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Ted McGregor // Volunteer of the Year
By Kurt Kragthorpe
In his youth, Ted McGregor occasionally sneaked onto the Ogden Golf & Country Club and played a few holes. Influenced by his career in law enforcement, he has found more approved ways to access exclusive golf courses in Utah.
McGregor’s current method is serving as a course rater for the Utah Golf Association, and he’s a devoted member of that team. His commitment and proficiency in that role have made him the UGA’s 2020 Volunteer of the Year.
McGregor, 73, credits golf for having “probably kept me alive” and “giving me a reason to get up in the morning.”
He clearly loves the game. From caddying at his hometown country club to launching the Utah Highway Patrol Golf Association and volunteering at PGA Tour-brand events in Utah, McGregor has been immersed in golf most of his life. The Roy resident plays with regular groups every week at Eagle Mountain in Brigham City and Schneiter’s Riverside in Riverdale and eagerly responds when Reese Nielsen asks him to join a team of course raters. In 2020, he has analyzed courses from Bear Lake to Hurricane, joining in the important task of rating courses for handicap purposes.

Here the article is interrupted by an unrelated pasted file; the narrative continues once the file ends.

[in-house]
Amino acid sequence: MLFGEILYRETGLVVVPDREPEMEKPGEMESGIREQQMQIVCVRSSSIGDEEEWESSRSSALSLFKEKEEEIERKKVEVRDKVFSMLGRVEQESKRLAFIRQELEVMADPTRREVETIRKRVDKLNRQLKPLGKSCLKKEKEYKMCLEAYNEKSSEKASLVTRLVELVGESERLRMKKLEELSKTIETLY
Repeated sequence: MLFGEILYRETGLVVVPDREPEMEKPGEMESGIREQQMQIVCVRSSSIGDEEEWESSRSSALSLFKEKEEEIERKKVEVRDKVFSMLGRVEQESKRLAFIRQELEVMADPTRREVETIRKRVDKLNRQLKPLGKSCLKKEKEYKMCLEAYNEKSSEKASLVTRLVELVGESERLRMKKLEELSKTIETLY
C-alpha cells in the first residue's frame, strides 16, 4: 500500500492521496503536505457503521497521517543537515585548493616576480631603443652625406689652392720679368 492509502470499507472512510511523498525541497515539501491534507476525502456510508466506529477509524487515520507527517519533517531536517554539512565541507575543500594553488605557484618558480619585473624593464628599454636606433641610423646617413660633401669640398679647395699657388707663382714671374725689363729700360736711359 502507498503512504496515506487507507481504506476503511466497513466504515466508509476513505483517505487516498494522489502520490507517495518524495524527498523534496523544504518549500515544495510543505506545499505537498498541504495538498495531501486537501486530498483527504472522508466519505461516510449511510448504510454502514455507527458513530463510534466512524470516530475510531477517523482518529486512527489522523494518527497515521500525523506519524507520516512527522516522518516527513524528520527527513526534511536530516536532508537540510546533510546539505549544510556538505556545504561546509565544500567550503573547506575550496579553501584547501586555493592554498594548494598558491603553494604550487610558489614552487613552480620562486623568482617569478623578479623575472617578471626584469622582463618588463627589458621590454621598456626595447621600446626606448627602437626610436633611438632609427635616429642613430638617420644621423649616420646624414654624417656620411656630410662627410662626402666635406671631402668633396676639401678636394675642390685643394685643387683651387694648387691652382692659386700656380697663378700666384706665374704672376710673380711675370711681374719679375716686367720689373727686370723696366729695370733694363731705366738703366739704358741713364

Nielsen, who leads the UGA’s course rating operation and received the Gold Club Award in 2018, nominated McGregor as Volunteer of the Year. With the PGA Tour Champions tournament at Jeremy Ranch and the original Hogan Tour stop in Provo, McGregor “was there when help was needed at a golf event,” Nielsen wrote. “and he continues with that spirit as a course rating volunteer.”
McGregor readily acknowledges that getting to play Jeremy Ranch as a reward for volunteering initially motivated him to work in security and transportation during the tournament. He especially liked being on the course as a marshal, “watching golf and interacting with people,” McGregor said.
By 1992, he had played every golf course in Utah. More recently, the course rating opportunity has enabled him to get on the private courses in the Park City area, keeping his list up to date.
Married to his wife, Silver, for 47 years, McGregor can tell detailed stories about everything that goes into rating a golf course. In the law enforcement tradition, he enjoys the teamwork involved in it and says that any of his colleagues could have been named Volunteer of the Year.